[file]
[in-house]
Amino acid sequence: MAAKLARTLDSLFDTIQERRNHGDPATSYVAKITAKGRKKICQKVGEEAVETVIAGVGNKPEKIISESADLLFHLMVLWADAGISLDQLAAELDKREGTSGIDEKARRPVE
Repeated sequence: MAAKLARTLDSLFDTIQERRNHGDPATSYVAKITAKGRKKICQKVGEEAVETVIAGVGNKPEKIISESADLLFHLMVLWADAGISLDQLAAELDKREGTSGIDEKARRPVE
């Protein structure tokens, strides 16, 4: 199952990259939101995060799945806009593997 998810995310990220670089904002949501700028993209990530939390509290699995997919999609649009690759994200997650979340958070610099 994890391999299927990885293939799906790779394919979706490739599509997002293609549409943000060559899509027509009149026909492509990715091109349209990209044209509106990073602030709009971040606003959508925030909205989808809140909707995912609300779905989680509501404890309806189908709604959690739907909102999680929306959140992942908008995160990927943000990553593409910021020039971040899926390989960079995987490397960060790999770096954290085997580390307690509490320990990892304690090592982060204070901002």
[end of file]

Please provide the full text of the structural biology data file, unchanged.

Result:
[in-house]
Amino acid sequence: MAAKLARTLDSLFDTIQERRNHGDPATSYVAKITAKGRKKICQKVGEEAVETVIAGVGNKPEKIISESADLLFHLMVLWADAGISLDQLAAELDKREGTSGIDEKARRPVE
Repeated sequence: MAAKLARTLDSLFDTIQERRNHGDPATSYVAKITAKGRKKICQKVGEEAVETVIAGVGNKPEKIISESADLLFHLMVLWADAGISLDQLAAELDKREGTSGIDEKARRPVE
């Protein structure tokens, strides 16, 4: 199952990259939101995060799945806009593997 998810995310990220670089904002949501700028993209990530939390509290699995997919999609649009690759994200997650979340958070610099 994890391999299927990885293939799906790779394919979706490739599509997002293609549409943000060559899509027509009149026909492509990715091109349209990209044209509106990073602030709009971040606003959508925030909205989808809140909707995912609300779905989680509501404890309806189908709604959690739907909102999680929306959140992942908008995160990927943000990553593409910021020039971040899926390989960079995987490397960060790999770096954290085997580390307690509490320990990892304690090592982060204070901002």